These dynamic and magnetic personalities are what drove readers to the pulps. Western heroes naturally fit like a glove, as did the burgeoning detective story. Many of these were normal people with a high skill level, perhaps even near-superhuman, used to fight for the common man--for their country, and for civilization. Yes, these were white hats used to unite the readers under one banner where we could all root for the same team. The pulp magazines were very pro-social.

However, that also doesn't mean it was shallow as many insist today. A common refrain of today's smrt set is to declare a story with clear heroes and villains as not murky or grey enough for their refined tastes. Ironically, this comes from not understanding what a white hat actually is. They haven't actually been done correctly in mainstream entertainment for a long, long time now.

A white hat is just someone who knows what good is, and fights for it. That is all. It doesn't mean they don't stumble, or fail to do the right thing at times, but that they will always attempt to do what they know is right, sometimes without even knowing it themselves. The reason the pulp hero has endured for over a century is because he is immensely flexible outside of this set up. He's just a man like you or me, at the end of the day.

Nowhere is this flexibility more evident than the hard-boiled detective genre that emerged straight out the pulps. You want normal guys pushed to the limit? Then this genre is for you. But that will have to wait for the next part in our series.

What is important is that these building blocks: Clear morality, dynamic protagonists, focus on action and adventure, and awe-inspiring locations, is what carried the pulp magazine into ruling what would become pop culture not long later. This does not even factor in the cheap price, ease of availability, and vivid cover illustrations, to carry the load, of those who just wanted escapism. This winning combination is why they had their success.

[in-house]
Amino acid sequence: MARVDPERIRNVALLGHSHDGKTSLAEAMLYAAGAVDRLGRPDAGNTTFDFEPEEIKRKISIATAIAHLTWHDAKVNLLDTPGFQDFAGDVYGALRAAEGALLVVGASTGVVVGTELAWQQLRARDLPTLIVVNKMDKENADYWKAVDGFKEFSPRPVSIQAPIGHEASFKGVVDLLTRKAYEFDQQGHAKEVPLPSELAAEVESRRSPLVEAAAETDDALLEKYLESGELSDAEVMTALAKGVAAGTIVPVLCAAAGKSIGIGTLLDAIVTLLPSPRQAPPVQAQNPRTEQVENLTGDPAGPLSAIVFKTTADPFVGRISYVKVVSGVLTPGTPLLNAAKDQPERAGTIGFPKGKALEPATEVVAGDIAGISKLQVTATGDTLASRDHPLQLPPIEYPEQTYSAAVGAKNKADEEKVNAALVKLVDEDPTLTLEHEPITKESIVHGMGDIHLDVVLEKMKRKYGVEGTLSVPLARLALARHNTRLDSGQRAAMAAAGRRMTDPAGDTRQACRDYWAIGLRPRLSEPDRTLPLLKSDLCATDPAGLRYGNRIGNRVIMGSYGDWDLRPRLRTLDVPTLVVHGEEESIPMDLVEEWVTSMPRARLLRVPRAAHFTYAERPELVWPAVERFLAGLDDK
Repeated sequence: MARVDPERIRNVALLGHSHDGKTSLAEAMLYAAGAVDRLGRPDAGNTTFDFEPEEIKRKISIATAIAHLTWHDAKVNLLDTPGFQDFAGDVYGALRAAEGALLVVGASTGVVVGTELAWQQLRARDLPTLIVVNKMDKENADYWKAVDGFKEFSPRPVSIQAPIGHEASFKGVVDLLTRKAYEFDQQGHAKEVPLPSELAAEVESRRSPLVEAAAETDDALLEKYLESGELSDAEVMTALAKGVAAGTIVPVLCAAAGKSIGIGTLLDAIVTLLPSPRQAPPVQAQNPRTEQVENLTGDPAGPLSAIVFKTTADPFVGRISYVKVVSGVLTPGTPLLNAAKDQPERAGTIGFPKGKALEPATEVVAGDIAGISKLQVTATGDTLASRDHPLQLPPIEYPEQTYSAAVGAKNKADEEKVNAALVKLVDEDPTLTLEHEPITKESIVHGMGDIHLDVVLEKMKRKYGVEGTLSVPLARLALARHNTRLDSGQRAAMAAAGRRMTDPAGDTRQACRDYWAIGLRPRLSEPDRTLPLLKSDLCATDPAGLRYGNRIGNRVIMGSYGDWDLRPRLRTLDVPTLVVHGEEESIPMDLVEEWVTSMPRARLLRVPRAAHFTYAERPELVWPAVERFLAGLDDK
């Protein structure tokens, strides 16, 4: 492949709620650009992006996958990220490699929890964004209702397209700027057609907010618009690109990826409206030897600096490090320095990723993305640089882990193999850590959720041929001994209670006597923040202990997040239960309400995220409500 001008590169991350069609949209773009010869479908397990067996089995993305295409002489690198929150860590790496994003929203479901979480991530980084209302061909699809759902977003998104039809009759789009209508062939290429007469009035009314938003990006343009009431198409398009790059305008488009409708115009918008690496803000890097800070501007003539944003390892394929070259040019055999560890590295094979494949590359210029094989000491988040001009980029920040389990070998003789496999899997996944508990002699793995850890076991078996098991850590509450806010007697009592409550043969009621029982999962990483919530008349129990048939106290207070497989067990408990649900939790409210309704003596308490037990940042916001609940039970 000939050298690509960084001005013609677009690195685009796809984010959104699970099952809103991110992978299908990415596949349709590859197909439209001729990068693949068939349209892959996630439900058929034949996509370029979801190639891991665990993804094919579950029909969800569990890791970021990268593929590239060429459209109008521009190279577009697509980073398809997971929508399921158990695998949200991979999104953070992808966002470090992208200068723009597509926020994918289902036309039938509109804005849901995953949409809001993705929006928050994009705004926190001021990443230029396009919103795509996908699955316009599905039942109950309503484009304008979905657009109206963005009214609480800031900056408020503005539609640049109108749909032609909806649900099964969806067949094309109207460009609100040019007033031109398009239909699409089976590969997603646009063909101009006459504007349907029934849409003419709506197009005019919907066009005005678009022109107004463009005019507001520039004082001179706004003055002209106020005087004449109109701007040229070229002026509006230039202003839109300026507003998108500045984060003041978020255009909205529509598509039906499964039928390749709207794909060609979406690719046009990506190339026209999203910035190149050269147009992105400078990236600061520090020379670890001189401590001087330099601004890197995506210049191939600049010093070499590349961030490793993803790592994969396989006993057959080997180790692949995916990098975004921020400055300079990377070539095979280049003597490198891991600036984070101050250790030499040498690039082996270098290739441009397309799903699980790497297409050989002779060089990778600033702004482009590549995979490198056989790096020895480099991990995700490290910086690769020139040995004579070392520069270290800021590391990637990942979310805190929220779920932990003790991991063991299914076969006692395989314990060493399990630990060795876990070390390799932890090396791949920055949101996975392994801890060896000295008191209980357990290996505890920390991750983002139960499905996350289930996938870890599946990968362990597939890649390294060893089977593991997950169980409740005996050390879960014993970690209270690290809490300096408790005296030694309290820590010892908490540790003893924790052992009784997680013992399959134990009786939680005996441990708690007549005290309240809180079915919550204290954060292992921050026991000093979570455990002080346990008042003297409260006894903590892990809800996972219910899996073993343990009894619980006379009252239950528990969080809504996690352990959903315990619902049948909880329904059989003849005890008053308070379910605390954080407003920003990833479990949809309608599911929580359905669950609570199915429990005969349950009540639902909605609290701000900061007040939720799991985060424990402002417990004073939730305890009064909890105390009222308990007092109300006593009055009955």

By the 1920s, the pulps were ruling the world.

"Building on the story paper and dime novel background and on these basic types, the pulp magazines became, particularly in the decades between the two World Wars, one of the major packagers of fiction heroes. There was competition, from the movies and from radio, but until the 1940's the pulps were the best cheap source of thrills and heroics. And while the pulp audience was by no means limited to juveniles, it is safe to say that without the schoolboy reader the pulps would never have flourished as they did. Hundreds of different pulpwood paper magazines came into being from 1920 on and they offered every possible kind of hero. The pulps sold cowboys, detectives, lumberjacks, spies, Royal Canadian Mounted Police, sandhogs, explorers, ape men, aviators, phantoms, robots, talking gorillas, boxers, G-men, doughboys, spacemen, Foreign Legionnaires, knights, crusaders, corsairs, reporters, Masked Marvels, ballplayers, doctors, playboys, pirates, kings, stuntmen, cops, commandos and magicians--usually for ten cents and never for more than twenty-five cents."

And no story was limited to any of those--they could be any and all, or none, of those things if they wanted. There was no limit of imagination to what you could print. That would have to wait nearly a century later for Clarion's expert advice on how to revive a market they never understood to begin with. It is about the wonder, not the mundane.

This is where I will leave you with this first part of this mini-series. Otherwise this post will never end. There is just so much to go into.

The long and short of it is that the pulps have an important piece in Western culture (and, eventually, worldwide among many different countries and places) for not only offering the biggest bang for the buck, but by letting anyone in who wanted to read and use their imagination. They were for everyone. They promoted the good and the true, and they lifted readers out of their doldrums while doing it. All this for mere pennies.

Coming up next we're going to look at some of the different styles that came out of the pulp world, and maybe see where so many famous writers got their big breaks. Don't worry, there s still more to come.

I'll see you next week when we continue our look through this intriguing book. It's only going to get more interesting from here.

Speaking of interesting, I've found some inspiration in this sort of material myself. Gemini Warrior is a super-powered action tale with plenty of planet-hopping adventure! If it weren't for the pulps I would never have been able to write it.

Find it Here!